the Australian public. We're

happy with the single pension

increase. We're cerb concerned also about

also about the means testing

and whether means testing

should be lifted for the number

of children you've got. We all

know having kids is a joy but

it's also a cost and when you

introduce moons testing you

don't have it based on the

number of kids, I think that

pretty mean. You've got to help

families evolve and grow so

this Budget should encourage

means families and I think having the

means testing based on the

number of kids would help. Back

to alcopops, you say it's clear

the Government is trying to set

up a double dissolution trigger

with the alcopops legislation,

you also believe the Government would lose an election if it

went to the people based on the

alcopops legislation. What's

your basis for that belief?

Let's go back to this. The

alcopops, it's been in place, the tax hike has

the tax hike has been in place

for one year. Now we haven't

had less street violence from

alcohol, we haven't had less

hospital admissions from alcohol. You've got health

experts saying it's

successful. I've gut health experts saying it's not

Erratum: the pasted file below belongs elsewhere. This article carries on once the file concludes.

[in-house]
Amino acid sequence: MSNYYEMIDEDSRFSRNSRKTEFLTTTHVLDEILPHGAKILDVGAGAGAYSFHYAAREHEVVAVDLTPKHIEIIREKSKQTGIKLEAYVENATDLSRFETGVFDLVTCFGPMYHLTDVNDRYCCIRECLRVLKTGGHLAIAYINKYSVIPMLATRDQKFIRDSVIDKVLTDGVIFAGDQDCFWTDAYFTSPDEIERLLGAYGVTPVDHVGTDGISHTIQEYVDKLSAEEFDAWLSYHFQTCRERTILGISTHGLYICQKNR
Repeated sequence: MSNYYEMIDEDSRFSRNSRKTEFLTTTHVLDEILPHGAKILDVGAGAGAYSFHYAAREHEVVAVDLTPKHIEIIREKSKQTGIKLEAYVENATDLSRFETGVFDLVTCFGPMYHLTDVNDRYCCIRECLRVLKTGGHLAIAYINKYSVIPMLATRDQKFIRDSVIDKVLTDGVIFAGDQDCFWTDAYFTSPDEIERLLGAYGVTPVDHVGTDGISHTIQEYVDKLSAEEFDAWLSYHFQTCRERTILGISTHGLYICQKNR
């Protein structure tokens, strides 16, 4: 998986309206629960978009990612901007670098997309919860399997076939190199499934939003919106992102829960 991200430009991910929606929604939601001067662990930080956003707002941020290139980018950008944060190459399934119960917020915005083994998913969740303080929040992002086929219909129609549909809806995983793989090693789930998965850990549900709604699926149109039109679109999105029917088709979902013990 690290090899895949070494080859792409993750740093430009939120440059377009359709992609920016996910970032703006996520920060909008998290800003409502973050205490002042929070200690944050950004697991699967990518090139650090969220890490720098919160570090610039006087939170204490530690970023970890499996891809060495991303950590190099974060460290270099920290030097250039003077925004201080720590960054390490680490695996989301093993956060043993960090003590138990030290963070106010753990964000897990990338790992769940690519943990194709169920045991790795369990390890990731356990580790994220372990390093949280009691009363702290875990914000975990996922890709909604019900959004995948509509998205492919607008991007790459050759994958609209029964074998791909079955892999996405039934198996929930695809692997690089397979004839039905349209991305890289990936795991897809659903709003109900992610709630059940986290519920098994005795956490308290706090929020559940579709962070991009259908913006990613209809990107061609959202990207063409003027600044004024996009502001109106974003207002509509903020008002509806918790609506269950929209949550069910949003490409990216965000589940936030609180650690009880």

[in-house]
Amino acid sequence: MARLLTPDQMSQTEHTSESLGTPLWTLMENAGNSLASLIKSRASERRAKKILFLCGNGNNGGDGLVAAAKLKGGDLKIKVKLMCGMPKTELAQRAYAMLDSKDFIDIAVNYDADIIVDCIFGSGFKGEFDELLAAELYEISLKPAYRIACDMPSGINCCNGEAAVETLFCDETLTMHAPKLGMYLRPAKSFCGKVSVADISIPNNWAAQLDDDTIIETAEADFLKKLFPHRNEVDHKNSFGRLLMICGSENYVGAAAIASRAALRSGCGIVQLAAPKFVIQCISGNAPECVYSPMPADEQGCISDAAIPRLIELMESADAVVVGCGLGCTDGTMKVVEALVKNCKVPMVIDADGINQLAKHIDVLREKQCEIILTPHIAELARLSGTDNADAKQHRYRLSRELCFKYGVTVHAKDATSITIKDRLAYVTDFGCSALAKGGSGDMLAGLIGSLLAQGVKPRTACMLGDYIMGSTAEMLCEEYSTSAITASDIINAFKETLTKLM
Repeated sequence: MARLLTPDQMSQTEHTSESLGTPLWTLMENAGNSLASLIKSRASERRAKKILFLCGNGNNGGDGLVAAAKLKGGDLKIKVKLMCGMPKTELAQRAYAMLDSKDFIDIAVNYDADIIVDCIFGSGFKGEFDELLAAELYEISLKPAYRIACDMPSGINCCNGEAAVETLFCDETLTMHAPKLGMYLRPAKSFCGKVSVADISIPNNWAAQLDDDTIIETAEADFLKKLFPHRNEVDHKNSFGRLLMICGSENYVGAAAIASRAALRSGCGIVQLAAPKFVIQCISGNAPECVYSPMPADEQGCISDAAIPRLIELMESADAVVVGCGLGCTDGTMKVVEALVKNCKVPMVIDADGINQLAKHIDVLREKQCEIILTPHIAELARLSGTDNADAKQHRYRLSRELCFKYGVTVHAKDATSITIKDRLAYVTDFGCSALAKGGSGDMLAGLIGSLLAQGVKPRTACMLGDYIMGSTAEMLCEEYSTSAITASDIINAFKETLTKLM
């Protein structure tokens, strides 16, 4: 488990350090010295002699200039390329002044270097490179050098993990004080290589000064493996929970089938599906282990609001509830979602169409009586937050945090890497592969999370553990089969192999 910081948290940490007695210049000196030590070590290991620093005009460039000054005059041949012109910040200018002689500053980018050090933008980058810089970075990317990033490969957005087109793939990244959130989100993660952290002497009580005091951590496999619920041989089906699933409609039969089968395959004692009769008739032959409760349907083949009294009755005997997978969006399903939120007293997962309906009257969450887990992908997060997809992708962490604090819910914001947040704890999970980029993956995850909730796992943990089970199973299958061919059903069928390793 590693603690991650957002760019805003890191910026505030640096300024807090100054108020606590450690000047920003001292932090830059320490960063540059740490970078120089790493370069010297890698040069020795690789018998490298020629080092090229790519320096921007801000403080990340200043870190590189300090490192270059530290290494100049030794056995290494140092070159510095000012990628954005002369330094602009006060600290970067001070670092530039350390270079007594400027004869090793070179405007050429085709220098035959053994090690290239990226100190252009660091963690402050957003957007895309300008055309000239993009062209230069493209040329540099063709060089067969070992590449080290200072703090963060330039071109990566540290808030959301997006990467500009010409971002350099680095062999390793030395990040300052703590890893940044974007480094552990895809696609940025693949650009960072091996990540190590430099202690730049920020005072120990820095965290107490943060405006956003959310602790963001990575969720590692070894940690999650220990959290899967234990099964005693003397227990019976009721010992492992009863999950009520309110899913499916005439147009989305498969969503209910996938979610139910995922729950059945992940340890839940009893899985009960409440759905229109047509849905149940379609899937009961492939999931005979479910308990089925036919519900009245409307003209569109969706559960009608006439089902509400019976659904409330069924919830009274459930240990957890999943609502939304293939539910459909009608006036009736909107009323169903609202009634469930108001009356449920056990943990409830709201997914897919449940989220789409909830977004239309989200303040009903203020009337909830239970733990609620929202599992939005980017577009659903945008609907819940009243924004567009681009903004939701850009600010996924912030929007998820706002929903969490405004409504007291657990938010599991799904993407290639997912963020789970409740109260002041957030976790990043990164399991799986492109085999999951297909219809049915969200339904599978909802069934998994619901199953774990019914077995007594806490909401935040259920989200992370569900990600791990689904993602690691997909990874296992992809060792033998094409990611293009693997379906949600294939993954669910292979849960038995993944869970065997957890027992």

successful. This is the issue,

most Australians know binge drinking is not a tax problem.

We didn't take the most popular

brand of

brand of cigarettes and tax

those because there would be

substitution to other products

and quite clearly the Budget papers there's been

substitution to beer and other product and clearly the taxinate working. The

Government's hiding behind a

blatant tax grab and aing it's

going to address binge

drinking. They need to stop

hiding behind it and do and

decent policies like tackling the big

the big one which is alcohol

and sport and restrict alcohol

advertising from sport. This

Government refuses to tackle

that big question and you've

got to ask why they won't stand

up to the big alcohol industry,

especially when we've got a big

problem with alcohol in sport.

We see it every day of the